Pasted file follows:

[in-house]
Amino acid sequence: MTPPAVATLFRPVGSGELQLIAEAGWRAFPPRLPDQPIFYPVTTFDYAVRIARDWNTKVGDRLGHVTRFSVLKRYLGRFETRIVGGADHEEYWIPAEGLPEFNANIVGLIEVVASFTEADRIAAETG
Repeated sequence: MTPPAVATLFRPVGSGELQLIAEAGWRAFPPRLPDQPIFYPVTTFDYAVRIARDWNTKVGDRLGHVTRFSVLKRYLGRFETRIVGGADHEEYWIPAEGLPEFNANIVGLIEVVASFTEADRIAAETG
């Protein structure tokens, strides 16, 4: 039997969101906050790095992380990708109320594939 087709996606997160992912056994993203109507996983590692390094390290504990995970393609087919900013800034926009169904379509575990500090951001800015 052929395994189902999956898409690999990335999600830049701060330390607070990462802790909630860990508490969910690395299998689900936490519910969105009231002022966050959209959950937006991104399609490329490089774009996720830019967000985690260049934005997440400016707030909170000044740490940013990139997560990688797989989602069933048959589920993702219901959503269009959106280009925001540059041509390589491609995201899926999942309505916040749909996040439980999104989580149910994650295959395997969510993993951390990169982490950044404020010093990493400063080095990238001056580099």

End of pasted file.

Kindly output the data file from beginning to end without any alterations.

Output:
[in-house]
Amino acid sequence: MTPPAVATLFRPVGSGELQLIAEAGWRAFPPRLPDQPIFYPVTTFDYAVRIARDWNTKVGDRLGHVTRFSVLKRYLGRFETRIVGGADHEEYWIPAEGLPEFNANIVGLIEVVASFTEADRIAAETG
Repeated sequence: MTPPAVATLFRPVGSGELQLIAEAGWRAFPPRLPDQPIFYPVTTFDYAVRIARDWNTKVGDRLGHVTRFSVLKRYLGRFETRIVGGADHEEYWIPAEGLPEFNANIVGLIEVVASFTEADRIAAETG
């Protein structure tokens, strides 16, 4: 039997969101906050790095992380990708109320594939 087709996606997160992912056994993203109507996983590692390094390290504990995970393609087919900013800034926009169904379509575990500090951001800015 052929395994189902999956898409690999990335999600830049701060330390607070990462802790909630860990508490969910690395299998689900936490519910969105009231002022966050959209959950937006991104399609490329490089774009996720830019967000985690260049934005997440400016707030909170000044740490940013990139997560990688797989989602069933048959589920993702219901959503269009959106280009925001540059041509390589491609995201899926999942309505916040749909996040439980999104989580149910994650295959395997969510993993951390990169982490950044404020010093990493400063080095990238001056580099």